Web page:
As soon as the noise from one jet passing overhead faded away, another began; they were almost perfectly synchronized to completely obliterate authentic silence, and a sense of majestic solitude, of being “away from” or beyond the reach of industrial civilization. This artificial noise injected into the natural setting wasn’t loud enough to drown out bird song or the whispering wind, but it was loud enough to be noticeable—and jarring, because this was “wilderness,” empty, vacant, “untrammeled,” devoid of manmade objects, and one of the most thinly populated places left in the continental USA. Yet mechanized man’s pervasive presence was overbearing even here.
In Leopold’s day, there were still wolves in this wilderness. Now, the howl of the wolf has been replaced with the incessant buzzing of jet traffic overhead. The price of progress?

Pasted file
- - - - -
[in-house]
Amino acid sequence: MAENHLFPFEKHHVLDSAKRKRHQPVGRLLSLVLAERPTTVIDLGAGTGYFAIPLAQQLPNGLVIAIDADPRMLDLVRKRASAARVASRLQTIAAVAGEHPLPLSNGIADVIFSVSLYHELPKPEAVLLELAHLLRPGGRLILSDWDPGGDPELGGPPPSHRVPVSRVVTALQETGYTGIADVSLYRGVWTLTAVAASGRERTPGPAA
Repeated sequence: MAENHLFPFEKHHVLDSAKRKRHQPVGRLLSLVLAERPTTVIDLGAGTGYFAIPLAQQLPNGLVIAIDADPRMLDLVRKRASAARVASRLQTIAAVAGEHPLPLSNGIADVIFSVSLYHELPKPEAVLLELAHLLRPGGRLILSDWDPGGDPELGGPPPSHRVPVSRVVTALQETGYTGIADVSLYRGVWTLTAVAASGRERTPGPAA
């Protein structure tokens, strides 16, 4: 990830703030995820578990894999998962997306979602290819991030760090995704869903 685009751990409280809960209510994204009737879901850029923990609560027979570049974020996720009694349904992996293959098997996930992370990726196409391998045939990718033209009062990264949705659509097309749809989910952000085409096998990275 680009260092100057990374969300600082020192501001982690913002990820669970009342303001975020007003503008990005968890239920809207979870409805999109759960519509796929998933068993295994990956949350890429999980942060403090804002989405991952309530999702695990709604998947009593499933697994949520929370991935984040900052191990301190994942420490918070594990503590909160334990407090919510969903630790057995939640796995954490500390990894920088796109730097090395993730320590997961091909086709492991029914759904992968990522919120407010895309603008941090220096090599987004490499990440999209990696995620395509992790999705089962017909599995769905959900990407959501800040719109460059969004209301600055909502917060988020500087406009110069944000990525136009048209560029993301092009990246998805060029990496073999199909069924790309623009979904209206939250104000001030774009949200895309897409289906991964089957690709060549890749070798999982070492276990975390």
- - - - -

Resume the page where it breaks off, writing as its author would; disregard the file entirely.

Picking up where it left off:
My complaints aren’t just the lonely laments and rants of a cantankerous and wistful wilderness lover. Even the BBC is asking: “Is the world running out of space?” They reference the recent projections of the U.N. Population Division that, by 2030, global population will have grown to 8.4 billion from 7.3 billion today. Median projections foresee 9.7 billion humans on Earth by 2050 and more than 11 billion by 2100. Alarmingly, these recent projections are increases from the U.N.’s previous projections made several years ago. Earlier assumptions about future fertility declines in parts of the world have proved to be unduly optimistic.
Rachel Nuwer of the BBC points out that even today, without the massive continuing population increases projected for this century, it’s already difficult to get away from one another, to obtain a bit of reprieve or respite from Human Overload. Driving out of New York City into the Catskill Mountains, or out of San Francisco to Point Reyes National Seashore or Muir Woods, you’ll find the trails and beaches besieged with city-dwellers attempting the same Great Escape.